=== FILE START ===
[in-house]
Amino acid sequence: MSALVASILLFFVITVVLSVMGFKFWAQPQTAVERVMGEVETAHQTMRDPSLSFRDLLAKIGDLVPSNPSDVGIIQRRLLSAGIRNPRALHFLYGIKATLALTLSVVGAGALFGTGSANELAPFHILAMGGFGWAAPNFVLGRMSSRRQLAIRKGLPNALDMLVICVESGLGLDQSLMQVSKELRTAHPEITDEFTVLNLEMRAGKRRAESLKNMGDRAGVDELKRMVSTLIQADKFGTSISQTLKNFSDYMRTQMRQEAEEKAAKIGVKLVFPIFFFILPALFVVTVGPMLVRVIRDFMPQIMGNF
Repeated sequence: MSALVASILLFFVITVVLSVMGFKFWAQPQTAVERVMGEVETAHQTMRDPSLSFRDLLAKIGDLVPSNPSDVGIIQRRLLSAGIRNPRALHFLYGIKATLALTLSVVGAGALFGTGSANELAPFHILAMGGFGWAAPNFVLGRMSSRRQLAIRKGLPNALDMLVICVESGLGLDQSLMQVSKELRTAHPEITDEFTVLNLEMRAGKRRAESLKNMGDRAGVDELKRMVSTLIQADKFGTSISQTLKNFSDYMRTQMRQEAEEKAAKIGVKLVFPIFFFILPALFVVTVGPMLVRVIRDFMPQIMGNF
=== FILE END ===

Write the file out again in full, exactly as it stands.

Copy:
[in-house]
Amino acid sequence: MSALVASILLFFVITVVLSVMGFKFWAQPQTAVERVMGEVETAHQTMRDPSLSFRDLLAKIGDLVPSNPSDVGIIQRRLLSAGIRNPRALHFLYGIKATLALTLSVVGAGALFGTGSANELAPFHILAMGGFGWAAPNFVLGRMSSRRQLAIRKGLPNALDMLVICVESGLGLDQSLMQVSKELRTAHPEITDEFTVLNLEMRAGKRRAESLKNMGDRAGVDELKRMVSTLIQADKFGTSISQTLKNFSDYMRTQMRQEAEEKAAKIGVKLVFPIFFFILPALFVVTVGPMLVRVIRDFMPQIMGNF
Repeated sequence: MSALVASILLFFVITVVLSVMGFKFWAQPQTAVERVMGEVETAHQTMRDPSLSFRDLLAKIGDLVPSNPSDVGIIQRRLLSAGIRNPRALHFLYGIKATLALTLSVVGAGALFGTGSANELAPFHILAMGGFGWAAPNFVLGRMSSRRQLAIRKGLPNALDMLVICVESGLGLDQSLMQVSKELRTAHPEITDEFTVLNLEMRAGKRRAESLKNMGDRAGVDELKRMVSTLIQADKFGTSISQTLKNFSDYMRTQMRQEAEEKAAKIGVKLVFPIFFFILPALFVVTVGPMLVRVIRDFMPQIMGNF